- Assessment must encourage and reinforce learning.
- Assessment must enable robust and fair judgements about student performance.
- Assessment practices must be fair and equitable to students and give them the opportunity to demonstrate what they have learned.
- Assessment must maintain academic standards.
Assessment Task Task Type Due Weighting Learning Outcome Participation and Attendance Formative and summative
10% 2,3,4 Presentation Summative See course site 20% 3,4,5 Summary of weekly readings Summative See course site 30% 1,2,3,4,5,6,7 Major Essay Summative 8th Nov 40% 1,2,3,4,5,6,8
Students are required to do a 10-15min presentation on a recently sourced article from the media or social media , (newspaper, broadcast, tweets, news etc) that is relation to an Indigenous topic. You will present your analysis in the seminar through a framework - published on MyUni canvas page for this course, (under assessment tabs)
Students are required to carry out four journal entries, 250 words each, that are reflections on how diverse, different knowledge systems are useful in particular scenarios - refer to course readings from weeks 3 -7.
Students are required choose one question from a possibility of 4 - please see the MyUni page under assessments for more information
SubmissionAssignments 2 and 3 are submitted via MyUni
Grades for your performance in this course will be awarded in accordance with the following scheme:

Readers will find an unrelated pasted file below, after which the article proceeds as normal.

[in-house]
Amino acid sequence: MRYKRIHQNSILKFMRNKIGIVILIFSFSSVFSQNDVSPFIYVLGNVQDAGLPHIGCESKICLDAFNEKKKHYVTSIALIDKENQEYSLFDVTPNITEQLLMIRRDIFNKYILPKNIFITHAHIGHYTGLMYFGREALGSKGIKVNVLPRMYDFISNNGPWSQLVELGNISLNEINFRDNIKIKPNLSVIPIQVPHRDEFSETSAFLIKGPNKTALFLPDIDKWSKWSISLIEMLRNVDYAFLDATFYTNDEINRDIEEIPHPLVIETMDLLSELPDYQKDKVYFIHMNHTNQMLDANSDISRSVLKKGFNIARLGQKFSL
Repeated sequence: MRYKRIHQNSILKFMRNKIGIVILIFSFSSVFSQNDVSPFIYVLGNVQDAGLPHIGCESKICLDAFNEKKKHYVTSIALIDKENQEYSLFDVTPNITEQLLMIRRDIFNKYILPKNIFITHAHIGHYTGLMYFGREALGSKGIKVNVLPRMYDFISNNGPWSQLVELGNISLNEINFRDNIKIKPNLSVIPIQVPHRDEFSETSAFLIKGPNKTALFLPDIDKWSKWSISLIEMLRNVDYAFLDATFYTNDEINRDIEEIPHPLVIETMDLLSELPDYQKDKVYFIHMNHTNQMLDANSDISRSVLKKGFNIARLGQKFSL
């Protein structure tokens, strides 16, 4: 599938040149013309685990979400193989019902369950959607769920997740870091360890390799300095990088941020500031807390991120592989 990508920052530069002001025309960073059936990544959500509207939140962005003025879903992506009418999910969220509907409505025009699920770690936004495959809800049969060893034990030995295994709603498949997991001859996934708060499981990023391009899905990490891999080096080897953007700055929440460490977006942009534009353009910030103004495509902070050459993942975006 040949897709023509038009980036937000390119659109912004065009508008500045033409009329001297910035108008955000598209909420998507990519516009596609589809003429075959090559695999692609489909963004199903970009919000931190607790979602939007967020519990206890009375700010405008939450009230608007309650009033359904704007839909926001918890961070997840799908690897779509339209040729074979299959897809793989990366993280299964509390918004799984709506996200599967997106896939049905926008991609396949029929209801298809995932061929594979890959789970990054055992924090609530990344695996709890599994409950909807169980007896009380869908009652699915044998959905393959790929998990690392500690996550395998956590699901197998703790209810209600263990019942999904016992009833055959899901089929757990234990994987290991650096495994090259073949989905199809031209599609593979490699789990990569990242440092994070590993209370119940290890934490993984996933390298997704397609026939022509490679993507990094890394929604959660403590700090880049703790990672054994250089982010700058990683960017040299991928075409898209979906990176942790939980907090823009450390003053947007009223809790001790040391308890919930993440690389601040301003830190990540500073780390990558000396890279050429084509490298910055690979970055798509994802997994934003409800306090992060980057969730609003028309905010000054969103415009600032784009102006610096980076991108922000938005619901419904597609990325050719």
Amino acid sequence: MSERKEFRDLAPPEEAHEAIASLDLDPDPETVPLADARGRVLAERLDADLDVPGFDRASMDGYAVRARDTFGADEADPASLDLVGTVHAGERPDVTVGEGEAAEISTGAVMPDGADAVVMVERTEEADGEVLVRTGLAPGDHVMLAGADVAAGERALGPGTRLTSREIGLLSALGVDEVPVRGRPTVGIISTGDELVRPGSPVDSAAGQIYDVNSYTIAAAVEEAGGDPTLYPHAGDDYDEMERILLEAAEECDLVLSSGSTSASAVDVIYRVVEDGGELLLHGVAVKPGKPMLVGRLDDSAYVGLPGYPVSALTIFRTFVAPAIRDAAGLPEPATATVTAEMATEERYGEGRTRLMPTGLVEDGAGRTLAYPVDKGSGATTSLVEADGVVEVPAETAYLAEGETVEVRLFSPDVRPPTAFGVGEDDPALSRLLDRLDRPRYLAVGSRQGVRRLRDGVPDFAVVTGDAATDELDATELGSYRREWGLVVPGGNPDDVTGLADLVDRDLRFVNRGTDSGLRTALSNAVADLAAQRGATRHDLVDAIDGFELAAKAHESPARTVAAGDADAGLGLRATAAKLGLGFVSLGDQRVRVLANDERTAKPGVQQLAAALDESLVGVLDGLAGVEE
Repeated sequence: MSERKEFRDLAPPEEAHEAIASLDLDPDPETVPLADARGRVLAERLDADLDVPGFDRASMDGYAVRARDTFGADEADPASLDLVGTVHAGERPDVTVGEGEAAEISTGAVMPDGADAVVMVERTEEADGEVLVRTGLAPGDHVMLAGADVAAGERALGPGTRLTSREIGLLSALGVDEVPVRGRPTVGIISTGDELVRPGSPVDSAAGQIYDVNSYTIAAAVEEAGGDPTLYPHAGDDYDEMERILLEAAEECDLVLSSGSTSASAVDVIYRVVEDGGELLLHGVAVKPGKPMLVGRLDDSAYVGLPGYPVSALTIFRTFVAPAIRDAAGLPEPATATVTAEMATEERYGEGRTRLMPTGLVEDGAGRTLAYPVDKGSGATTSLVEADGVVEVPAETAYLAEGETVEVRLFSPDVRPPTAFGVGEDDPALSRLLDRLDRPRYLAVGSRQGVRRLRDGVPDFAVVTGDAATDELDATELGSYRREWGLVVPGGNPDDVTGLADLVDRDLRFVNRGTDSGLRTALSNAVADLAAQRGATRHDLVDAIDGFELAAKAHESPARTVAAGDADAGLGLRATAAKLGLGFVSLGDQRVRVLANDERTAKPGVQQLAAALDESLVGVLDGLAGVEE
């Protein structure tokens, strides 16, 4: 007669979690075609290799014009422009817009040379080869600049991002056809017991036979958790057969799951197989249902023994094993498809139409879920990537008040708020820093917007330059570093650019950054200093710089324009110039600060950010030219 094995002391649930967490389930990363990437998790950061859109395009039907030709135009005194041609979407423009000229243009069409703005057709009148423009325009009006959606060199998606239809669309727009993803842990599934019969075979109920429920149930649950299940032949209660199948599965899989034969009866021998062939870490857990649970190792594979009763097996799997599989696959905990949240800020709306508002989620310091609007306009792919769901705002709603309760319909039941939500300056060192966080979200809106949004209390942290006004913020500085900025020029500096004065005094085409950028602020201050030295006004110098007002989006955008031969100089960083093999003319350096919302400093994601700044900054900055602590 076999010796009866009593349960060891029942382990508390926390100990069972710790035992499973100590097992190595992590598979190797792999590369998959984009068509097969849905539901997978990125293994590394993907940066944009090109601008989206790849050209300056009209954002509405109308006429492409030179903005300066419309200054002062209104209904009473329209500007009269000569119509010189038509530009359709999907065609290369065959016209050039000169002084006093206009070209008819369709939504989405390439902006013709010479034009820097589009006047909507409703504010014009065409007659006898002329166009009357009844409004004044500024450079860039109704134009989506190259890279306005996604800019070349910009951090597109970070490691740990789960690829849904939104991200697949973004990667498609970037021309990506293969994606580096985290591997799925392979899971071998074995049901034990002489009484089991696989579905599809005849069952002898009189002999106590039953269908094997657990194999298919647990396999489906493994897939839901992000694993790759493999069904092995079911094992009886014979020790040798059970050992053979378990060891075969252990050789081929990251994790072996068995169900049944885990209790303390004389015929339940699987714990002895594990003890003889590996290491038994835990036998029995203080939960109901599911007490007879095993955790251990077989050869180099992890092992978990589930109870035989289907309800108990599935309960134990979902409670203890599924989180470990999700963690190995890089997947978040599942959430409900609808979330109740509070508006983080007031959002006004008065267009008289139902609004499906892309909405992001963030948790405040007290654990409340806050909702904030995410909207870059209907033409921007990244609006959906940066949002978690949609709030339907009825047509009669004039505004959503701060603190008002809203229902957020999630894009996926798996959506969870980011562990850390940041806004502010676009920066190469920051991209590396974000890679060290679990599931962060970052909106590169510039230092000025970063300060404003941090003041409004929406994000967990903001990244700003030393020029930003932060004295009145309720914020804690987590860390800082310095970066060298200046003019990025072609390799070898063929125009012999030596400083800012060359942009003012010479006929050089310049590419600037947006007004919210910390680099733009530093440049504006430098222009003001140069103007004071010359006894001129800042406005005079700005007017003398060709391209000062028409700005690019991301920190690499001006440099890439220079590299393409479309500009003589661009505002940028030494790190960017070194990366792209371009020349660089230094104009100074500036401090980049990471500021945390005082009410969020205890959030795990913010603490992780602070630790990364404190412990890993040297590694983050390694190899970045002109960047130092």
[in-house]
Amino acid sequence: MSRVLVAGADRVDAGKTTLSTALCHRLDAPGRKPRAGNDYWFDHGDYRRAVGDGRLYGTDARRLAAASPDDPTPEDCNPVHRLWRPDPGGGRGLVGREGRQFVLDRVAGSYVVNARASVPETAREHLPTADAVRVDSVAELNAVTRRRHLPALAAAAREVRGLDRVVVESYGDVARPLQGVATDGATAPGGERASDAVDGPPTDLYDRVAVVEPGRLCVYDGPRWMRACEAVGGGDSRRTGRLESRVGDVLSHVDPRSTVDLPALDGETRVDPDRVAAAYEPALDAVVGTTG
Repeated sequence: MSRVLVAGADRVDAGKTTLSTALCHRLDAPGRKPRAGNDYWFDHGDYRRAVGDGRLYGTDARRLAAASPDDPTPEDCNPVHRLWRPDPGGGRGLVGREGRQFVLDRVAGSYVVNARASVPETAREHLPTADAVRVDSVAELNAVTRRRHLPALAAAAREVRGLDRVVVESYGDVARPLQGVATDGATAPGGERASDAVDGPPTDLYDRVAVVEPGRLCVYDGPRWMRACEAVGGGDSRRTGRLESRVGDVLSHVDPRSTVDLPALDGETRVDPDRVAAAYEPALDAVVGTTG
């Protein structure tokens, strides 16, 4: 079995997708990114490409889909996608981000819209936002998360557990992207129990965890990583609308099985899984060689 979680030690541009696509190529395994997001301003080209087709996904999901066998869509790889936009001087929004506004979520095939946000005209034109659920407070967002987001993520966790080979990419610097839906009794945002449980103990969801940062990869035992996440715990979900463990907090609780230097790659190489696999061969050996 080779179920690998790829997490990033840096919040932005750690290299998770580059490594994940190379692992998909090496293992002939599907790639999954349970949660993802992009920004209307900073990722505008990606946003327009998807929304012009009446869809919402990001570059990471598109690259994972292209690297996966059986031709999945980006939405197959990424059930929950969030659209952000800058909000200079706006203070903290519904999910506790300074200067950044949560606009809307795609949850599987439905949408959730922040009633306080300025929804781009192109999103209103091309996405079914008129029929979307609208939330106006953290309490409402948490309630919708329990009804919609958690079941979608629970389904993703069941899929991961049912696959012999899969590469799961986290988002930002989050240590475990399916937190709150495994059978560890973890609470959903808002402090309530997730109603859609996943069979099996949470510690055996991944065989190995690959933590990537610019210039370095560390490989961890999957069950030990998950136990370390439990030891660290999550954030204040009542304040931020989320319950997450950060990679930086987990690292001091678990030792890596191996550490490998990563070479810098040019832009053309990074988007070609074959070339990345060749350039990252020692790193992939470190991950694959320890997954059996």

M10 (Coursework Mark Scheme) Grade Mark Description FNS Fail No Submission F 1-49 Fail P 50-64 Pass C 65-74 Credit D 75-84 Distinction HD 85-100 High Distinction CN Continuing NFE No Formal Examination RP Result Pending
Further details of the grades/results can be obtained from Examinations.
Grade Descriptors are available which provide a general guide to the standard of work that is expected at each grade level. More information at Assessment for Coursework Programs.
Final results for this course will be made available through Access Adelaide.
The University places a high priority on approaches to learning and teaching that enhance the student experience. Feedback is sought from students in a variety of ways including on-going engagement with staff, the use of online discussion boards and the use of Student Experience of Learning and Teaching (SELT) surveys as well as GOS surveys and Program reviews.
SELTs are an important source of information to inform individual teaching practice, decisions about teaching duties, and course and program curriculum design. They enable the University to assess how effectively its learning environments and teaching practices facilitate student engagement and learning outcomes. Under the current SELT Policy (http://www.adelaide.edu.au/policies/101/) course SELTs are mandated and must be conducted at the conclusion of each term/semester/trimester for every course offering. Feedback on issues raised through course SELT surveys is made available to enrolled students through various resources (e.g. MyUni). In addition aggregated course SELT data is available.